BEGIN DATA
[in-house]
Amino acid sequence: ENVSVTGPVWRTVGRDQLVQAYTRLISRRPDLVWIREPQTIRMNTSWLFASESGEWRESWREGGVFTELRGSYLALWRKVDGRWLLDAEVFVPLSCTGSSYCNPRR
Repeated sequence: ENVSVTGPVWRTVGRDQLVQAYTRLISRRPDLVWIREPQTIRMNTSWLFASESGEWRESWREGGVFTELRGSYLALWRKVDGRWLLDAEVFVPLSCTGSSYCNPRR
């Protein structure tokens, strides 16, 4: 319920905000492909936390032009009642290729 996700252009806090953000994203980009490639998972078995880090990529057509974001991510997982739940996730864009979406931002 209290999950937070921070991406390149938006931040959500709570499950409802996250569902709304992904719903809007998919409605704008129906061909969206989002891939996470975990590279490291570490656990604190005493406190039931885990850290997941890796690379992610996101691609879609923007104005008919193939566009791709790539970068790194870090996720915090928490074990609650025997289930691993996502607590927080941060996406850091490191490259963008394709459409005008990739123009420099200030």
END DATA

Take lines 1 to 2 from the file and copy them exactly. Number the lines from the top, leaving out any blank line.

[in-house]
Amino acid sequence: ENVSVTGPVWRTVGRDQLVQAYTRLISRRPDLVWIREPQTIRMNTSWLFASESGEWRESWREGGVFTELRGSYLALWRKVDGRWLLDAEVFVPLSCTGSSYCNPRR